I get asked quite frequently if hiking longer distances flies right out the door when you become a parent, along with most your money, good sleep, and sick days.
The truth is yes, and no.
At first, your new infant is easily packable. The only limits are how far and how much weight you want to carry.
But then toddler-dom hits. The days of 15+ miles a day might be over for awhile. And most your hikes will creep down to the 1-2 mile range, mostly because they 1. want to walk themselves and 2. now weigh quite a bit more and aren’t as easily carried.
However, there is no reason that 8-10 miles with elementary age kids shouldn’t be possible with appropriate conditioning. If you have been hiking quite a while with your kids and are looking to take on some more serious objectives, this post is for you. If you are new to hiking, and/or your kids are new to hiking, visit Hiking with Kids, Part 1.
Honestly, I don’t feel all that qualified to write about hiking long distances with kids. There are others who do so much more. Like Michael Lanza and his son hiking Mt. Whitney. Like this mom who took the summer to hike part of the Appalachian Trail with her twins, age 5, and son, age 11. Like this boy who is looking to hike the tallest mountains on all seven continents, and Everest is next on the list.
Over the last year or so, we’ve embarked on longer hiking adventures with our kids. And we’ve learned a bit through our successes and failures. Below are our tips, as well as some examples of the longer hikes our kids have done (shown in the photos).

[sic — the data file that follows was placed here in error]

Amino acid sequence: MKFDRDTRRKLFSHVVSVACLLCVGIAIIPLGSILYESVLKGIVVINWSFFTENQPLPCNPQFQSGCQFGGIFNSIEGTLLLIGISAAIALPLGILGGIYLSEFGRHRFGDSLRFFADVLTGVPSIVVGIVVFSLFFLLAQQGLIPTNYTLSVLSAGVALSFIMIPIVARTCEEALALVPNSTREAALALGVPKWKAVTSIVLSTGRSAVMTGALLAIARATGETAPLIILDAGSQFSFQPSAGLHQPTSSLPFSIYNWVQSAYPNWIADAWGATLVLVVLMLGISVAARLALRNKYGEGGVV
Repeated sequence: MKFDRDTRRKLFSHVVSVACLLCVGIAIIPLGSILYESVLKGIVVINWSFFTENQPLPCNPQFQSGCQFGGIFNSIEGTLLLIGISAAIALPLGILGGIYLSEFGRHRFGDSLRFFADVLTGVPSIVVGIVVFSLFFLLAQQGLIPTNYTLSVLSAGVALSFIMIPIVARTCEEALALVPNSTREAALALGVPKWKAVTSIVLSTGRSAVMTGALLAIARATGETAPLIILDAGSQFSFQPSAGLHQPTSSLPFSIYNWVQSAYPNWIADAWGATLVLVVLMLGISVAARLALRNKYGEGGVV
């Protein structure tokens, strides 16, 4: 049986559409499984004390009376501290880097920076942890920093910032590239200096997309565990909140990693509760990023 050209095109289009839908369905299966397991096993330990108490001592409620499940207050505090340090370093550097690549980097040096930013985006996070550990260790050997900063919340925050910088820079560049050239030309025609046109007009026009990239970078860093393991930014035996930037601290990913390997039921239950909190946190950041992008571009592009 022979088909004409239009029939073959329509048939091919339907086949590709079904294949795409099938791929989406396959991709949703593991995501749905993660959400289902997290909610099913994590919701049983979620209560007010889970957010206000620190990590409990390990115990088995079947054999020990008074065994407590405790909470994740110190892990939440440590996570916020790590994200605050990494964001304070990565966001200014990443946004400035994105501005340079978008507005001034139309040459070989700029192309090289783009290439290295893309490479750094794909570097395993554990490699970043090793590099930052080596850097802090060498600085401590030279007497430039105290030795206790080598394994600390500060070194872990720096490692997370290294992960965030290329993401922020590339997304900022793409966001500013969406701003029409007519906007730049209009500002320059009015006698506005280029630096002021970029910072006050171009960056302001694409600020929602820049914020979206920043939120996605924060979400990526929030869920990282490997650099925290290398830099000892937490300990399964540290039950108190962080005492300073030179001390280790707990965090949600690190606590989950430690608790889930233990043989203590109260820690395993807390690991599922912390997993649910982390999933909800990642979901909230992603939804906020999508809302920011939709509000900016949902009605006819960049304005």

Tips for hiking longer distances with kids:
- Time is your friend. I have no silver bullet for figuring out how to calculate the time needed for certain hikes. But we error on giving ourselves as much time as possible. Like mentioned in my previous post, our general rule of thumb is 500 ft of gain is similar (in exertion and time) to an extra mile in distance. And many of our 8-10 mile hikes have taken in the 6-8 hour range. Things get rough when you are trying to beat a storm or some other time restraint.
- I mentioned before that special gear wasn’t needed to hike with your kids. But when attempting longer distances, gear now matters. We still prefer a sneaker or trail runner with good traction and pair them with a wool hiking sock like Wigwam socks. Some of our kids prefer lightweight hiking pants or shorts like those found at REI but we’ve also had good luck with soccer shorts and kid’s yoga leggings from places like Old Navy. We prefer to stay away from cotton, as it does not wick or dry moisture well. We also have had to play more attention to comfort, as often certain clothing chaffes after spending multiple hours on the trail. What works for each kids has been found through trial and error.
- Get those map skills polished and know your routes. The truth of it is, there isn’t much margin for error when your kids are along.
- Because, often perfect planning doesn’t ensure a flawless adventure: Keep yourself in shape and still stay within your own comfortable fitness zone. If you’ve never hiked longer miles (or haven’t recently) don’t push yourself to the edge of your fitness with your kids along. I take comfort in knowing if someone gets hurt, etc, my husband or I can carry them and/or run the rest of the way out to get help.
- Bring even more food and even more water. And then pack more. We will bring a water filtration system or Aquamira tabs to ensure we have enough water throughout the day.
- Be prepared for dark. Packing warmer layers and headlamps opens up more time for safe travel should things not go as expected.
- Our kids hike faster and longer with friends along. So invite other adventure ready families!
- Always be willing to turn around. Last year my daughter and I attempted our first 14er in Colorado. She woke up not feeling well and started throwing up on the trail! We made it decently far, but it became obvious that the summit was not in reach that day.
Have you taken your kids on longer hikes? What are some of the things you’ve learned?